Fee-free universities not feasible - UCT, Maties

2016-09-06 14:09

Cape Town - Two of the big guns of higher education in the Western Cape say "fee-free" universities are not feasible in the current climate.

But there should be different financial mechanisms to ensure the poorest students received education without being burdened with debt, the University of Cape Town (UCT) and Stellenbosch University (SU) told the Commission of Inquiry into Higher Education and Training (fees commission) on Tuesday.

"We, as a university, do not feel that fee-free education currently is feasible for our institutions and we rather want to push for subsidised higher education for the poor," said SU Rector and Vice Chancellor Wim de Villiers.

The main sources of funding should be government grants and student fees, he said. Bursaries could be used as a "strategic tool".

The university supported the provision of bursaries/loans to academically deserving and needy students on a sliding scale, linked to combined annual household income.

For those with less than R122 000 household income, it proposed that the National Student Financial Aid Scheme (NSFAS) provide full bursaries for tuition and accommodation.

'Free education only possible in ideal world'

Stellenbosch University revealed that R658.7m had been paid out in bursaries last year.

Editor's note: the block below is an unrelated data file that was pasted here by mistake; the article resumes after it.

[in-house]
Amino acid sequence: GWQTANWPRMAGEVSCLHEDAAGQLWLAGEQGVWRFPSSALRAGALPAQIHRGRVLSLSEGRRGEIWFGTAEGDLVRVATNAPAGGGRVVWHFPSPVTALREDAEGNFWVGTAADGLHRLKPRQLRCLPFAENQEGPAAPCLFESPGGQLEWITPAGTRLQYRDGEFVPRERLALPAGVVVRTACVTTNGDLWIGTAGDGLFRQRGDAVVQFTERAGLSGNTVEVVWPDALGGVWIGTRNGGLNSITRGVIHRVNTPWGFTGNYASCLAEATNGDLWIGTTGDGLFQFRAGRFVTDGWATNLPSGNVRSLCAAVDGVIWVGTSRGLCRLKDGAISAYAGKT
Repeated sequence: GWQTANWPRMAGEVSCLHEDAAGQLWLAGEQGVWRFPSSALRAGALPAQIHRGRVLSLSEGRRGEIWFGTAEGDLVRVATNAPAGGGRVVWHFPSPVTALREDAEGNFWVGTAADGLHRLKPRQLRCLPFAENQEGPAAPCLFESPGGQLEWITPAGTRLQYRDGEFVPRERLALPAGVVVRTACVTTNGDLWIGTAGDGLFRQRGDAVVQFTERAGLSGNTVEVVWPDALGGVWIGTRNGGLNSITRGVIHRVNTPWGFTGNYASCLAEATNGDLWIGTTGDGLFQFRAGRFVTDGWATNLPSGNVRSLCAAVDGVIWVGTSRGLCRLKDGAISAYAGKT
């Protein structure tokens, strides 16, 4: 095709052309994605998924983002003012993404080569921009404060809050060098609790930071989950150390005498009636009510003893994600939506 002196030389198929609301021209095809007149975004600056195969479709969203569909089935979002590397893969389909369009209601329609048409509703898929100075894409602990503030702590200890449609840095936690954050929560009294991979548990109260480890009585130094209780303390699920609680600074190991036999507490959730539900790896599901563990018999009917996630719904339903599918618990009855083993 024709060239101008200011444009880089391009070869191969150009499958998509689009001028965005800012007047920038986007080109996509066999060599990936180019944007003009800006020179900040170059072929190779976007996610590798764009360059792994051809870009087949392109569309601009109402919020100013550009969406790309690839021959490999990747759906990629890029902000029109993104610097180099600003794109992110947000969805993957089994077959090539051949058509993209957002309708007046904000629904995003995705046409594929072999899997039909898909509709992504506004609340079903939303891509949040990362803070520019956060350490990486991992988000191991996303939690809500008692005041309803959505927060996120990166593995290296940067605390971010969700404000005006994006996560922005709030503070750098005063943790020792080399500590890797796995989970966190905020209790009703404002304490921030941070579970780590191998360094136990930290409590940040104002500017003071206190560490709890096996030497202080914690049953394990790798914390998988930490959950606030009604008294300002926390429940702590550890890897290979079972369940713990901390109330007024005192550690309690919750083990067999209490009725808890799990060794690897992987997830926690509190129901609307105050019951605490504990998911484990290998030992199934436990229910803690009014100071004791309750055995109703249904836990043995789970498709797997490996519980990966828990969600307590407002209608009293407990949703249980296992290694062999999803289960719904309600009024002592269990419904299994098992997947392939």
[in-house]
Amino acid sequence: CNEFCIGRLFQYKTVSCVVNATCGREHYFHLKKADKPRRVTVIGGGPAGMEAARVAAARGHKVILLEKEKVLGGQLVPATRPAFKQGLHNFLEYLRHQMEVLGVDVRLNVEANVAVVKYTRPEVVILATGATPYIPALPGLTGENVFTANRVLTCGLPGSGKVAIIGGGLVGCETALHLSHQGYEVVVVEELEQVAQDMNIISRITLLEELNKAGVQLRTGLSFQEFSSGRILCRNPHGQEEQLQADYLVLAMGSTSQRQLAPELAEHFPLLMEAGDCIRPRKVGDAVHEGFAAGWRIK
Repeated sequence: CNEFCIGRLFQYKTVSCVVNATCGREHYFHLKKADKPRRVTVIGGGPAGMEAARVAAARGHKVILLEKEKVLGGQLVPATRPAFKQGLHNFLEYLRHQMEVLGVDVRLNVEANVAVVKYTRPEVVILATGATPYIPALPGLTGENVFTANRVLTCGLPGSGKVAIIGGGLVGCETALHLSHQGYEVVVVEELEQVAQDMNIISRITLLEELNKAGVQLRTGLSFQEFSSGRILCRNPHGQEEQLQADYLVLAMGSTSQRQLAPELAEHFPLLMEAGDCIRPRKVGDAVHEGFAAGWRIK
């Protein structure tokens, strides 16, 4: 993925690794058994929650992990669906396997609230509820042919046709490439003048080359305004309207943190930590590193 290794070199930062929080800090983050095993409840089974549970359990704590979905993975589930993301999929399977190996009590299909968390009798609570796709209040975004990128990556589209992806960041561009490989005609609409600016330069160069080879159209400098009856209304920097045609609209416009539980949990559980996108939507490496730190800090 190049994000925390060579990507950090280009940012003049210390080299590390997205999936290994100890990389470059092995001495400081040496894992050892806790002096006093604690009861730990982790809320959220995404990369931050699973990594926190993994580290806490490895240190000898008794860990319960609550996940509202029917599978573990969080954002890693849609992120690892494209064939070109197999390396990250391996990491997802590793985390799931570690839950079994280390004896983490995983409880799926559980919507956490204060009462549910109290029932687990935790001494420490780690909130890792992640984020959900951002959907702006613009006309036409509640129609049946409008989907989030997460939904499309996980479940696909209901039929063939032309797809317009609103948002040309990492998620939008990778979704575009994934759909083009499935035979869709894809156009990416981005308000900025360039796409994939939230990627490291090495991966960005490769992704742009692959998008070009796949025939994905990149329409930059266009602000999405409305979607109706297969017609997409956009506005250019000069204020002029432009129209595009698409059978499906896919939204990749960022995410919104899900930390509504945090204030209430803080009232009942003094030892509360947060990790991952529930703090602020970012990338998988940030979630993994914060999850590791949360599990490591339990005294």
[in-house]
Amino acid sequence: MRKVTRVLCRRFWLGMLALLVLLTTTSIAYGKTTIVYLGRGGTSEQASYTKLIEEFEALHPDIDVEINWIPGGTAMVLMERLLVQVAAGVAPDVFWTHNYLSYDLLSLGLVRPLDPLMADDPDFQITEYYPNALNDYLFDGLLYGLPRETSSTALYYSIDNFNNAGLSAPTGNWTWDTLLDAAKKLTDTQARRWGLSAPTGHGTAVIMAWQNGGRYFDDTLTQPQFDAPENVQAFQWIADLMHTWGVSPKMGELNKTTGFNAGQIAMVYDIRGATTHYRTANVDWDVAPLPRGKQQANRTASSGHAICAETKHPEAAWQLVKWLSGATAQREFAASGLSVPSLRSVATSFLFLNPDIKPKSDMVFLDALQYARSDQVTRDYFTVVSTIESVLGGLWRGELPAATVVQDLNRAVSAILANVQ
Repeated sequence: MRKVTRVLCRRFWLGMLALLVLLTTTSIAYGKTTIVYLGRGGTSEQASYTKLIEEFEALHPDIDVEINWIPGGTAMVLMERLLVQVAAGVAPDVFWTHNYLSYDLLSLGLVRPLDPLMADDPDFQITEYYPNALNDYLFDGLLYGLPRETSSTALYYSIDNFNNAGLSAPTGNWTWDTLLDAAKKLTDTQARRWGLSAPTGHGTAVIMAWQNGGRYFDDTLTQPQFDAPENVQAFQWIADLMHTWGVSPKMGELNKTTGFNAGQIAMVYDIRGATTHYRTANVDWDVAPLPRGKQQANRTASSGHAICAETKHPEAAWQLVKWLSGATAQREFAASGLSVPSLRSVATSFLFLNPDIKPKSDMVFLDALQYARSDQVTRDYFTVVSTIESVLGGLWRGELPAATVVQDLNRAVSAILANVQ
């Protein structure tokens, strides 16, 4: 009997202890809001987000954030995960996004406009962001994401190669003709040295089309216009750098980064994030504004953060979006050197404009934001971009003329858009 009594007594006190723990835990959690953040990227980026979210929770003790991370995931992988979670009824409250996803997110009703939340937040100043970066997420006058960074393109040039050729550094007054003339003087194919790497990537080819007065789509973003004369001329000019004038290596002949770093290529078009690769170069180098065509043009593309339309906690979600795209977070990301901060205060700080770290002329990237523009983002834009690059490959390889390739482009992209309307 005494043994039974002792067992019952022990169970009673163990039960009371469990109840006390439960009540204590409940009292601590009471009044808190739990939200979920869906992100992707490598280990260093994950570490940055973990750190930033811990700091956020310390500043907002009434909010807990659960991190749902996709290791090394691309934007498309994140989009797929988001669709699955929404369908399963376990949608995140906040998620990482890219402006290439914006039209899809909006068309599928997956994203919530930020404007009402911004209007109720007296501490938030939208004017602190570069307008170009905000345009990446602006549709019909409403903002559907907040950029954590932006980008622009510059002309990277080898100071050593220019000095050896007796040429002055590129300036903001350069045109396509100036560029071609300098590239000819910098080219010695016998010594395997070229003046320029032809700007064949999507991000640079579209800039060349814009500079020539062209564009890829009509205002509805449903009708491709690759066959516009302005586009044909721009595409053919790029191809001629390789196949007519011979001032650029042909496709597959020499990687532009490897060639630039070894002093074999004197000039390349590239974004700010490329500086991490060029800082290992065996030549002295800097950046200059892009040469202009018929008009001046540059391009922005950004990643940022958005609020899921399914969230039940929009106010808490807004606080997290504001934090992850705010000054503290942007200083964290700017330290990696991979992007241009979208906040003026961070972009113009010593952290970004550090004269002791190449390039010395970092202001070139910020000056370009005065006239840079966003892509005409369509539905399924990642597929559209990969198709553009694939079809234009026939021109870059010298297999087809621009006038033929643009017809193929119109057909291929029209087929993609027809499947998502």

Of this, R402.8m was taken from its own funds and research contracts. NSFAS and other agents contributed R255.9m.

Should there be a zero percent fee increase next year, the university would have a R49.8m shortfall.

UCT Vice Chancellor Max Price said that fee-free education was currently only possible in an "ideal world".

He said block grants per student had decreased, but many more resources were required to ensure they could cope.

"In many senses, the cost per student has gone up because we are taking up a significant role that the schools should have taken."

He proposed a co-funding model, plus a government subsidy of 1% of the GDP.

He said households which earned below R120 000 should work on a grant basis, rather than a loan.

"We would argue that there should be grants for the poorest, and the size of the loan share increases dependent on wealth."

Activists confront UCT vice chancellor

Price was asked why fees at UCT were higher than at other institutions.

He said they made no profit and that money was put back into the university for the public good.

The poor and "missing middle" were cross-subsided from full fee-paying students, said Price.

"We believe we do not turn away any student for financial reasons. It doesn’t mean there are no financial exclusions. We have strict criteria about academic performance."

A group of black solidarity activists, some UCT students, interrupted the fees commission on Tuesday to confront Price.

They would not let him leave without giving answers on why five students had been interdicted and "targeted" during recent protests.

He was eventually escorted out by police. The commissioners and evidence leaders also left.

The group then held their own commission, arguing that it was not just about free education, but the struggle for black liberation.

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